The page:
We would like to welcome you to a new series here at Royals Blue. We will continue to post segments breaking down the 300 best players to ever play for Kansas City. There will be some familiar names, some not so familiar, and probably a few surprises along the way.
These are the Top 300 Kansas City Royals Players ranked in descending order. Each player's ranking is based on the Modified Production Index Formula (MPIF). Position players and pitchers, respectively, have a formula that is used to rank their overall contribution to the Kansas City Baseball Franchise in their Royals' career. The position player and pitching formula are located HERE.
The following players, ranked from #300 to 271, have biographical and statistical information about their tenure in Kansas City.
RANK #300 – JIM YORK (#40) – Middle Relief Pitcher (1970-1971)
PERFORMANCE INDEX: 362.04
50th Royals Player in Franchise History
York was selected in the 16th round of the free-agent draft in 1969. He made his major league debut with the Kansas City Royals on September 21, 1970, becoming the first franchise player originally signed by the Royals in their first draft to actually play. By 1971, he was a major part of the bullpen, appearing in 53 games and posting a 2.89 ERA. On July 24, 1971, he replaced the starting pitcher in the second inning and went on to pitch eight scoreless innings with 8 strikeouts. He played for two seasons with 109 strikeouts in just over 100 innings pitched. He was eventually traded, along with Lance Clemons, to the Houston Astros for first baseman John Mayberry.
RANK #299 – LYNN JONES (#35) – Utility Outfield (1984-1986)
PERFORMANCE INDEX: 365.48
208th Royals Player in Franchise History
Lynn Jones signed as a free agent to the Kansas City Royals in 1983 after playing for the Detroit Tigers. Jones only played a limited number of games in 1984 due to injury, but hit a very respectable .301 batting average. In 1985, Jones made 110 appearances, primarily as defensive relief throughout the outfield. His best game came in a 9-8 victory over the Baltimore Orioles on May 8, 1985 when, starting in right field, Jones wend 3-4 with a double and four RBIs. Lynn made postseason appearances in both 1984 and 1985 for the Royals. In Game 4 of the 1985 World Series, Jones had a double, as a pinch hitter, batting for pitcher Joe Beckwith. In 1986, Jones only had 47 at bats in 67 appearances. He was released at the end of the 1986 season having hit a .228 batting average in 224 appearances for the Kansas City Royals.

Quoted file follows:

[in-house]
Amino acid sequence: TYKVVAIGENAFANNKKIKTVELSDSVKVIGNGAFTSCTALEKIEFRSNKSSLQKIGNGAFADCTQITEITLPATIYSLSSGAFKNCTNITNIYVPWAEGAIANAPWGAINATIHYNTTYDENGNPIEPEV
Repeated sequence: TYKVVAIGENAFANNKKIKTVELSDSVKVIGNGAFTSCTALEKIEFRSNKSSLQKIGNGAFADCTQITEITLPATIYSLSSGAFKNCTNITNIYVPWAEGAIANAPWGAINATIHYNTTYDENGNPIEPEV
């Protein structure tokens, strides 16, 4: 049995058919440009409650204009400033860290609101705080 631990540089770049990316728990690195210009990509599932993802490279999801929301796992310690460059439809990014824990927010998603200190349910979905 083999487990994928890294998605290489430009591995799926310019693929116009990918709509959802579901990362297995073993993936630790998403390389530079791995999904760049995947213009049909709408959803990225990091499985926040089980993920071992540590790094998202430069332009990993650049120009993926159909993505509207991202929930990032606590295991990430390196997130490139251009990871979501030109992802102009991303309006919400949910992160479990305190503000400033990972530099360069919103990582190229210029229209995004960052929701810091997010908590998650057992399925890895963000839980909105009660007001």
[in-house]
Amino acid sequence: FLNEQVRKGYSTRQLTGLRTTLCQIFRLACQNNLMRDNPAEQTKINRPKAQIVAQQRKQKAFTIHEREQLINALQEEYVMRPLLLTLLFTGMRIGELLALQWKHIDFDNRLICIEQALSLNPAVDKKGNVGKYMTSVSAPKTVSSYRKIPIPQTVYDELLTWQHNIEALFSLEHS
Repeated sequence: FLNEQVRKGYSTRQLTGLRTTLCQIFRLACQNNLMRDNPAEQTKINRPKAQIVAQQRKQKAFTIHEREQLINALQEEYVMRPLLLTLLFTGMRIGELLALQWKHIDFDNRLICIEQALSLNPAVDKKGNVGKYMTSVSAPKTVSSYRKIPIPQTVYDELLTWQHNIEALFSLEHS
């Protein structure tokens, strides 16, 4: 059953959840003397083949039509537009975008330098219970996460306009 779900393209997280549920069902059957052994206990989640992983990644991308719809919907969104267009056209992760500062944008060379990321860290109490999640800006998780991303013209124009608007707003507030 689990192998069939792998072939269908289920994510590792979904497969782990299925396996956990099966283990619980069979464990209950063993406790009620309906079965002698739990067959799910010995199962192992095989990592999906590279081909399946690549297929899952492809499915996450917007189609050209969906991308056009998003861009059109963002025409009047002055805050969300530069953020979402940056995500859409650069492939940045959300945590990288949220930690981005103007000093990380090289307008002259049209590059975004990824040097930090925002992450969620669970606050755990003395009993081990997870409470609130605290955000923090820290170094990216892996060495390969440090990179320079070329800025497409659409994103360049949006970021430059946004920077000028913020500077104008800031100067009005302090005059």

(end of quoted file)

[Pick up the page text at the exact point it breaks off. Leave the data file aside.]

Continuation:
RANK #298 – MARK HUISMANN (#38) – Middle Relief Pitcher (1983-1986)
PERFORMANCE INDEX: 373.44
198th Royals Player in Franchise History
Mark Huismann was signed as a non-drafted free agent by the Kansas City Royals in 1980. He made his major league debut for the Royals on August 16, 1983. For his first two season, he bounced back and forth from Kansas City and AAA Omaha. Huismann pitched in relief in Game 1 of the ALCS against the Detroit Tigers in 1984. By 1985, he spent the vast majority of the season at AAA Omaha and was only called up in September for nine appearances. He did, however, win league Pitcher-of-the-Year honors while at Omaha. He was traded early in the 1986 season to the Seattle Mariners for a minor league outfielder. He would finish his Royals career with a 6-5 record and a 4.19 ERA in 70 appearances.
RANK #297 – CORY BAILEY (#58) – Middle Relief Pitcher (2001-2002)
PERFORMANCE INDEX: 375.35
504th Royals Player in Franchise History
Cory Bailey signed with the Kansas City Royals in 2001 after being a part of the Pittsburgh Pirates organization. Bailey had played in the major leagues during six seasons between 1993 and 1998, but was demoted to AAA minors for two years before having a second chance to play in the majors. Bailey made the most of his second opportunity, appearing in 53 games in 2001 and pitching a 3.48 ERA in 67 1/3 innings. Bailey had 13 holds for the Royals in his first season and struck out 61. His best game came on August 5, 2001 when he struck out three in one inning of relief in a 10-5 win over the Minnesota Twins. Bailey split time with AAA Omaha in 2002 with a 4.11 ERA and 3-4 record as a relief pitcher. Bailey was granted free agency at the end of the season and he went on to pitch in Japan.